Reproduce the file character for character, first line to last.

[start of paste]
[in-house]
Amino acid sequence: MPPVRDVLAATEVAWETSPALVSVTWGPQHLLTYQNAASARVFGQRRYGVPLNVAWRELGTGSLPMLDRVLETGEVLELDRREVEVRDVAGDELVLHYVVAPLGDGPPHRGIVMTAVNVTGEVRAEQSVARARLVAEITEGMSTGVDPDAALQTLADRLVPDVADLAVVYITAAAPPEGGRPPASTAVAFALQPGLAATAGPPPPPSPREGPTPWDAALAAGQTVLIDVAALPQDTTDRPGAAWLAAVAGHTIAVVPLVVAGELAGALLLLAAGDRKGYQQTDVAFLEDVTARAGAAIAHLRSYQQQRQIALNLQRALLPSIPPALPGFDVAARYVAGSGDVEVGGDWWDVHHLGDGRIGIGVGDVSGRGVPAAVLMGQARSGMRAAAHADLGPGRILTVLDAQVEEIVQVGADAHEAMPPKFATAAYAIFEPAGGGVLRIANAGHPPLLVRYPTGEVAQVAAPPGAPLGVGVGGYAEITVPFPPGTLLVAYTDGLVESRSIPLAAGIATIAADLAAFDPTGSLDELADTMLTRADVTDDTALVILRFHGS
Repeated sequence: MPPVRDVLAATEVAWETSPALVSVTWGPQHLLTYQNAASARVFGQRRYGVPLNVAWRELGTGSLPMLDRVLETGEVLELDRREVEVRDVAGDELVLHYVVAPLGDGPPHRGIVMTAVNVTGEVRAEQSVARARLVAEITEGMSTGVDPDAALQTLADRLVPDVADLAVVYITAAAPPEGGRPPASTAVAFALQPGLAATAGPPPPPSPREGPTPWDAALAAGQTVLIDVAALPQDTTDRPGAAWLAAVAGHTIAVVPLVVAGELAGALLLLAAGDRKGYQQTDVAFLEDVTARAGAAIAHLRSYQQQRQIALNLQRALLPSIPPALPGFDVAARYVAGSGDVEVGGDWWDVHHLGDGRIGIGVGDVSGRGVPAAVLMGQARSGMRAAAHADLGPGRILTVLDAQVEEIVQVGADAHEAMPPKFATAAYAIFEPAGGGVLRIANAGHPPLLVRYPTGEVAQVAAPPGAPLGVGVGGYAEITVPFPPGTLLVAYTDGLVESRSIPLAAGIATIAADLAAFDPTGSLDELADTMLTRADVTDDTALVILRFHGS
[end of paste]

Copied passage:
[in-house]
Amino acid sequence: MPPVRDVLAATEVAWETSPALVSVTWGPQHLLTYQNAASARVFGQRRYGVPLNVAWRELGTGSLPMLDRVLETGEVLELDRREVEVRDVAGDELVLHYVVAPLGDGPPHRGIVMTAVNVTGEVRAEQSVARARLVAEITEGMSTGVDPDAALQTLADRLVPDVADLAVVYITAAAPPEGGRPPASTAVAFALQPGLAATAGPPPPPSPREGPTPWDAALAAGQTVLIDVAALPQDTTDRPGAAWLAAVAGHTIAVVPLVVAGELAGALLLLAAGDRKGYQQTDVAFLEDVTARAGAAIAHLRSYQQQRQIALNLQRALLPSIPPALPGFDVAARYVAGSGDVEVGGDWWDVHHLGDGRIGIGVGDVSGRGVPAAVLMGQARSGMRAAAHADLGPGRILTVLDAQVEEIVQVGADAHEAMPPKFATAAYAIFEPAGGGVLRIANAGHPPLLVRYPTGEVAQVAAPPGAPLGVGVGGYAEITVPFPPGTLLVAYTDGLVESRSIPLAAGIATIAADLAAFDPTGSLDELADTMLTRADVTDDTALVILRFHGS
Repeated sequence: MPPVRDVLAATEVAWETSPALVSVTWGPQHLLTYQNAASARVFGQRRYGVPLNVAWRELGTGSLPMLDRVLETGEVLELDRREVEVRDVAGDELVLHYVVAPLGDGPPHRGIVMTAVNVTGEVRAEQSVARARLVAEITEGMSTGVDPDAALQTLADRLVPDVADLAVVYITAAAPPEGGRPPASTAVAFALQPGLAATAGPPPPPSPREGPTPWDAALAAGQTVLIDVAALPQDTTDRPGAAWLAAVAGHTIAVVPLVVAGELAGALLLLAAGDRKGYQQTDVAFLEDVTARAGAAIAHLRSYQQQRQIALNLQRALLPSIPPALPGFDVAARYVAGSGDVEVGGDWWDVHHLGDGRIGIGVGDVSGRGVPAAVLMGQARSGMRAAAHADLGPGRILTVLDAQVEEIVQVGADAHEAMPPKFATAAYAIFEPAGGGVLRIANAGHPPLLVRYPTGEVAQVAAPPGAPLGVGVGGYAEITVPFPPGTLLVAYTDGLVESRSIPLAAGIATIAADLAAFDPTGSLDELADTMLTRADVTDDTALVILRFHGS